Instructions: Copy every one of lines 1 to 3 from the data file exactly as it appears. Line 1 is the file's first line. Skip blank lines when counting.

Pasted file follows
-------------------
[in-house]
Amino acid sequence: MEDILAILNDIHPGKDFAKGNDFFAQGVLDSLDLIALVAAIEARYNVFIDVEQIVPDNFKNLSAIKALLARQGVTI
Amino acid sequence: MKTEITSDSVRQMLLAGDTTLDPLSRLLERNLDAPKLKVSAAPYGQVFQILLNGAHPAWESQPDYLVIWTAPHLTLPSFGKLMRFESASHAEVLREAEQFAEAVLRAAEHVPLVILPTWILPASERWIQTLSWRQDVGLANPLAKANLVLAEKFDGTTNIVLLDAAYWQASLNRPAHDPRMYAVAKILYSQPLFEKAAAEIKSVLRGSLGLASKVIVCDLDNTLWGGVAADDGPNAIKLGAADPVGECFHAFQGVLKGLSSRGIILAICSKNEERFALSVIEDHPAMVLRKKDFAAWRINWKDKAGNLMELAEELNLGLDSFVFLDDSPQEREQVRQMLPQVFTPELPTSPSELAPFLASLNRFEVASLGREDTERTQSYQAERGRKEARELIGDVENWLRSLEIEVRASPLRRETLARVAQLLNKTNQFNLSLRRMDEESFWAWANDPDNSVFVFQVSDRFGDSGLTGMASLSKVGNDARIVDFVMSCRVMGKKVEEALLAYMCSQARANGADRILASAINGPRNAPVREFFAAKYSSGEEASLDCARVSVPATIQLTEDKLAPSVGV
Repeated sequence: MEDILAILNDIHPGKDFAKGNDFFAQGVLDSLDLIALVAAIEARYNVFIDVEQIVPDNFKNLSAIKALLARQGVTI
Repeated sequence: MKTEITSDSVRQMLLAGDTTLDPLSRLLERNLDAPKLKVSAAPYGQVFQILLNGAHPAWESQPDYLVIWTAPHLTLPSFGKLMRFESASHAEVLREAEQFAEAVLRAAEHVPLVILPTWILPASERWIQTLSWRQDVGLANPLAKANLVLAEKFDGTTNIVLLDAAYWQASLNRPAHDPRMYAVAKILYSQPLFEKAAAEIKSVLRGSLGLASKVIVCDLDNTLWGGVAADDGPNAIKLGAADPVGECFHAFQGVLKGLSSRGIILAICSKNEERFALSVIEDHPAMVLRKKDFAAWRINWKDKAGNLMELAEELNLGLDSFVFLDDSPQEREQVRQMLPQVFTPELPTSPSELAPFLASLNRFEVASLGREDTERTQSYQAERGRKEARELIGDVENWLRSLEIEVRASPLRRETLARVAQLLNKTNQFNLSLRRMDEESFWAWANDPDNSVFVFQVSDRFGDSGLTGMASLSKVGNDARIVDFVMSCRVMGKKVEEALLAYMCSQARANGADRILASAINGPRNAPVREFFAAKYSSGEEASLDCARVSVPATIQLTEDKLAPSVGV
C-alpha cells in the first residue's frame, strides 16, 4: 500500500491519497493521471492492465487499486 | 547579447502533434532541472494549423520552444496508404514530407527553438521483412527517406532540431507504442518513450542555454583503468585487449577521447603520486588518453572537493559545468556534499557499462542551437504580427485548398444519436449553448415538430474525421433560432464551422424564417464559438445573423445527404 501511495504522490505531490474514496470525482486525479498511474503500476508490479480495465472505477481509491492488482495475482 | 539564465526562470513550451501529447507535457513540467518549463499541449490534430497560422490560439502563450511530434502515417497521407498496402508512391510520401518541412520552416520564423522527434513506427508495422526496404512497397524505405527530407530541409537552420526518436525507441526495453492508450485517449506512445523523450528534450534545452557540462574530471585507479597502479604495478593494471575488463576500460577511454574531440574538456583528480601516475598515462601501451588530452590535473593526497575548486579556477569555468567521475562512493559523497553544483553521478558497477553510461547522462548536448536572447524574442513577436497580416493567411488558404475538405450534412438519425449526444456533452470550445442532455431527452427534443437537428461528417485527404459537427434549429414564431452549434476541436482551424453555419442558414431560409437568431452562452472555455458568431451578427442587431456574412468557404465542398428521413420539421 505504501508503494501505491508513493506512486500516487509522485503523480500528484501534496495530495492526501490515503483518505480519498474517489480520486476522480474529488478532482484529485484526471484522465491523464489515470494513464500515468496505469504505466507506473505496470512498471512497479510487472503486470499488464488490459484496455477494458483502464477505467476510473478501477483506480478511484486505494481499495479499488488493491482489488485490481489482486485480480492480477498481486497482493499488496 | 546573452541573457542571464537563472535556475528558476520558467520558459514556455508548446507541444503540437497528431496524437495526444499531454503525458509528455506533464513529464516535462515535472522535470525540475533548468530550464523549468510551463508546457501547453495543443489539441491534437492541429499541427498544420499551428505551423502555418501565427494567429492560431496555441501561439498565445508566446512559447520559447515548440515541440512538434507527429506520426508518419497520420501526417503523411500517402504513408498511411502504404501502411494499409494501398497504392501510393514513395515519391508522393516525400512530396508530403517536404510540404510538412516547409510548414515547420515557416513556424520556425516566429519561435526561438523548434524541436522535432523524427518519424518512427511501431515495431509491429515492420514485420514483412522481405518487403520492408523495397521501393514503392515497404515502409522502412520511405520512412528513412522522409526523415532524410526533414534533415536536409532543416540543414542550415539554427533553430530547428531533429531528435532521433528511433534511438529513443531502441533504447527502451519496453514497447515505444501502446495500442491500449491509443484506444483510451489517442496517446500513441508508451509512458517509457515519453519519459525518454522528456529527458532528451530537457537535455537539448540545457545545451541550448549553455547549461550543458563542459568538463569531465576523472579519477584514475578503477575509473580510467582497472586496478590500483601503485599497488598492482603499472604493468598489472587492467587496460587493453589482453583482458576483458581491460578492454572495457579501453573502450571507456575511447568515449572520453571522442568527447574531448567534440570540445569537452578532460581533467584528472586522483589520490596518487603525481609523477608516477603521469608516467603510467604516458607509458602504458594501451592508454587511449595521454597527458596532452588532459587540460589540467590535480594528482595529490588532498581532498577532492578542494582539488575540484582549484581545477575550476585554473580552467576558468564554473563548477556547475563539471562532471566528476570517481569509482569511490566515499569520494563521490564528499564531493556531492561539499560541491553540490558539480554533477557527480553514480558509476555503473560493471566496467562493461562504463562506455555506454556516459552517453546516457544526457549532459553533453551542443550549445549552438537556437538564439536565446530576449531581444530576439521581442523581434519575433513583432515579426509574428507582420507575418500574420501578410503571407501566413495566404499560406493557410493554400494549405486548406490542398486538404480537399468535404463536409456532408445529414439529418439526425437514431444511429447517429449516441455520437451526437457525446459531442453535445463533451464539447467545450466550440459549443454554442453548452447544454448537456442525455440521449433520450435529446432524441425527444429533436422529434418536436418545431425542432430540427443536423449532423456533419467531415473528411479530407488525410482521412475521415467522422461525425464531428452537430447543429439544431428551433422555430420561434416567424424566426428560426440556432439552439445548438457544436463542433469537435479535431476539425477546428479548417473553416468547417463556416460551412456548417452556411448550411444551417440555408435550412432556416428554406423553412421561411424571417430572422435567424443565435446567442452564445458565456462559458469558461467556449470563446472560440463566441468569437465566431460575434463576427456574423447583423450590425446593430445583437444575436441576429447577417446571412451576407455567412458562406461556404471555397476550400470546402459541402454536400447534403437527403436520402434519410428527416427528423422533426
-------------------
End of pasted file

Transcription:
[in-house]
Amino acid sequence: MEDILAILNDIHPGKDFAKGNDFFAQGVLDSLDLIALVAAIEARYNVFIDVEQIVPDNFKNLSAIKALLARQGVTI
Amino acid sequence: MKTEITSDSVRQMLLAGDTTLDPLSRLLERNLDAPKLKVSAAPYGQVFQILLNGAHPAWESQPDYLVIWTAPHLTLPSFGKLMRFESASHAEVLREAEQFAEAVLRAAEHVPLVILPTWILPASERWIQTLSWRQDVGLANPLAKANLVLAEKFDGTTNIVLLDAAYWQASLNRPAHDPRMYAVAKILYSQPLFEKAAAEIKSVLRGSLGLASKVIVCDLDNTLWGGVAADDGPNAIKLGAADPVGECFHAFQGVLKGLSSRGIILAICSKNEERFALSVIEDHPAMVLRKKDFAAWRINWKDKAGNLMELAEELNLGLDSFVFLDDSPQEREQVRQMLPQVFTPELPTSPSELAPFLASLNRFEVASLGREDTERTQSYQAERGRKEARELIGDVENWLRSLEIEVRASPLRRETLARVAQLLNKTNQFNLSLRRMDEESFWAWANDPDNSVFVFQVSDRFGDSGLTGMASLSKVGNDARIVDFVMSCRVMGKKVEEALLAYMCSQARANGADRILASAINGPRNAPVREFFAAKYSSGEEASLDCARVSVPATIQLTEDKLAPSVGV